Previous Challenge Entry (Level 3 - Advanced)
Topic: Before and After (05/14/09)
TITLE: Sugar and the Drill Sergeant
By Mary Lou Cook
LEAVE COMMENT ON ARTICLE
SEND A PRIVATE COMMENT
ADD TO MY FAVORITES
I had arrived at the job site when my cell went off. On the other end I heard Dad’s scared voice say, “Sam, I don’t know where I’m at. I’m lost.”
“Calm down and tell me your surroundings,” I said.
I’m parked in front of a laundry mat. Next door there’s an appliance store called Crawford’s.”
“Dad, stay right there. Don’t leave the parking lot. It will take me awhile to get there.”
After a few years the Alzheimer disease had robbed Dad of all his memories. Because he couldn’t be left alone I had to move him into a nursing home. A big man who once drove back hoes was now an old man in a wheel chair. Even though he no longer knew my name I still visited everyday. I talked about the business, the latest excavating job, and former employees now retired. He stared into nothingness, into a world where I couldn’t reach him. I missed our little talks and the closeness we once shared.
Before turning the business over to me Dad made sure I had learned everything there was about excavating. At the age of sixteen I drove a dump truck and at eighteen could operate a back hoe. Over the years I learned about soil erosion, the impact on habitats, also financial requirements. As a licensed heavy equipment operator and mechanic I knew more then most men.
My one employee that would be the hardest to replace was Judy, my business manager. When it came to the office she ran the place like a drill sergeant with a sweet disposition. I watched men who towered over everyone cower down to her. She made my work load a lot lighter and easier. A single mom of two with an ex husband who provided nothing in child support. As much as possible I gave her job bonuses. Once a month her kids came to my place for a sleep over.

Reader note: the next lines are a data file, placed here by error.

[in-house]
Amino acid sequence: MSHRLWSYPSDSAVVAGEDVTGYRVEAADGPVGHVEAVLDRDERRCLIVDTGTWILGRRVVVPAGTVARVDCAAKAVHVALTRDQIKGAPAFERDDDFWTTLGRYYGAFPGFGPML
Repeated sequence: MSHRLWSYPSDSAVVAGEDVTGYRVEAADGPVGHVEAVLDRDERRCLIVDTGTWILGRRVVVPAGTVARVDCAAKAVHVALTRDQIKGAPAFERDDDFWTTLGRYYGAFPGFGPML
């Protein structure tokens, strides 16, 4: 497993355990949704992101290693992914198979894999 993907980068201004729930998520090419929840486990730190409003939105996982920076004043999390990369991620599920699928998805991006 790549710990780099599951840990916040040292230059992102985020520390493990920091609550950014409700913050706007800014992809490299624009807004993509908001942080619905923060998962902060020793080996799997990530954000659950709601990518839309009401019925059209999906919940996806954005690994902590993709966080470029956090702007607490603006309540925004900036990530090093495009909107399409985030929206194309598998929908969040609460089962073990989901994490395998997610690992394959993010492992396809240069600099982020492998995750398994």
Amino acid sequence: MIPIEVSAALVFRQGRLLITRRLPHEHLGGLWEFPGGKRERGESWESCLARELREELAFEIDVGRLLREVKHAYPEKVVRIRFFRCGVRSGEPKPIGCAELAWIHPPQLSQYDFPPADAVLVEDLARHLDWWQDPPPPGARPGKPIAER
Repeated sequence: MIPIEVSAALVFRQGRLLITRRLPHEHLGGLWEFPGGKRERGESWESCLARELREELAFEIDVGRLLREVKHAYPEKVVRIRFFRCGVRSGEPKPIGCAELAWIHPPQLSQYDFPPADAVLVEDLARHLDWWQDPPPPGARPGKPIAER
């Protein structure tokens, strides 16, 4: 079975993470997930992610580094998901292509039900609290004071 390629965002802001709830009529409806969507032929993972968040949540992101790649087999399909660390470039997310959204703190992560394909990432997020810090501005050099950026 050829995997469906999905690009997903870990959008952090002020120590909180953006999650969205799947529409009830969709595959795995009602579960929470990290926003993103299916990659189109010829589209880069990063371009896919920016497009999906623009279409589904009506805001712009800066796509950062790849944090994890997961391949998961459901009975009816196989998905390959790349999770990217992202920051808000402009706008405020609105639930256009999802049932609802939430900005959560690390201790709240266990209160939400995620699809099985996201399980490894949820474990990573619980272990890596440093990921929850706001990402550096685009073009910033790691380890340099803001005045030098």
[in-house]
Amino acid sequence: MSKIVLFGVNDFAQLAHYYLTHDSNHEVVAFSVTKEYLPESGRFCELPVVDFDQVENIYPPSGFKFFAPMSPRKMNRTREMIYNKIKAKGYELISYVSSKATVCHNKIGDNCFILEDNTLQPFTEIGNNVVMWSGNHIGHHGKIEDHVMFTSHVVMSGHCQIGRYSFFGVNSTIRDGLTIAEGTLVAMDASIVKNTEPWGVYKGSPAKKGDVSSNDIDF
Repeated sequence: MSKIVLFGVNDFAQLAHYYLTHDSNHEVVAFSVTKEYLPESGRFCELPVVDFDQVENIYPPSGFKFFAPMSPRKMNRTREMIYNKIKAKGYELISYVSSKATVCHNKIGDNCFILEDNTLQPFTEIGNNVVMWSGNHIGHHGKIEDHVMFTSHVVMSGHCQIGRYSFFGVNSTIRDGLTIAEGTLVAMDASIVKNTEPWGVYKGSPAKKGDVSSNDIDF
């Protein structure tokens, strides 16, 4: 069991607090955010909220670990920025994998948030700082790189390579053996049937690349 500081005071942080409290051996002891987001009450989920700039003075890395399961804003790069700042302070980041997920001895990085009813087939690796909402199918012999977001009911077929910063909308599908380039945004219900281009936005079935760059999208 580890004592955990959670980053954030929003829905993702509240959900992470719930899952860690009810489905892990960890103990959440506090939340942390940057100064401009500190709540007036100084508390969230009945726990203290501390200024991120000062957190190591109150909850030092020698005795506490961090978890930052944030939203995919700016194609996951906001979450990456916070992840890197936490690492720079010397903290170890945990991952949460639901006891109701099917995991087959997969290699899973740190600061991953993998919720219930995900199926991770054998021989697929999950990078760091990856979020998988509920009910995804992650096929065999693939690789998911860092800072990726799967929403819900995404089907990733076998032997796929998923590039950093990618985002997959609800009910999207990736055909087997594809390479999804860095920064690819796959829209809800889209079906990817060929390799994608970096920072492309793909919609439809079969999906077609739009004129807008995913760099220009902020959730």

I stopped by the office to see if the needed permits had arrived yet. As Judy and I went over the paperwork a tall cowboy walked into the office. He wore a western shirt with blue jeans. Judy said with smile, “May I help you?”
“I need to talk to the boss of this outfit.”
I said, “I’m the one you want to talk with.”
“Sugar, I need to talk to your boss. Point me in his direction.”
Judy smiled up at him and pointed her finger towards me.
“You can’t be John Talbot or his son, Sam.”
“No, I’m John Talbot’s daughter, Samantha. Who are you?”
“I’m Gavin Chandler, own a little spread west of town. I need to talk to your Dad or a foreman about some excavating.”
“Mr. Chandler, my father no longer owns the business, I do. I don’t appreciate your attitude toward me or my business manager,” I said with conviction. “Standing before you are two competent women who will see the job is done correctly to your specifications. Why don’t you take your excavating needs somewhere else. I’m sure you can find some incompetent man to do business with.”
“Lordy, I heard you had…….” Before he finished his sentence I interrupted him.
“Mr. Chandler, if there is no further business to discuss I need to get back to my crew of men.”
“Sugar, stop by the ranch sometime soon. It will be nice doing business with a competent woman. One that’s not afraid to stand up for herself and her employees. It should be mighty interesting watching you handle my crew of six sons.” He laid his business card on the counter and walked out to his truck.
As he drove off I read his card and asked, “Whose Gavin Chandler?”
Judy said with a laugh, “I thought everyone knew about Gavin Chandler. That little spread he owns covers over a thousand acres in cattle range. A widower raising six boys, some years back his wife died from cancer. Sugar, your mouth moved this excavating business into pay dirt.”
The opinions expressed by authors may not necessarily reflect the opinion of FaithWriters.com.
Accept Jesus as Your Lord and Savior Right Now - CLICK HERE
JOIN US at FaithWriters for Free. Grow as a Writer and Spread the Gospel.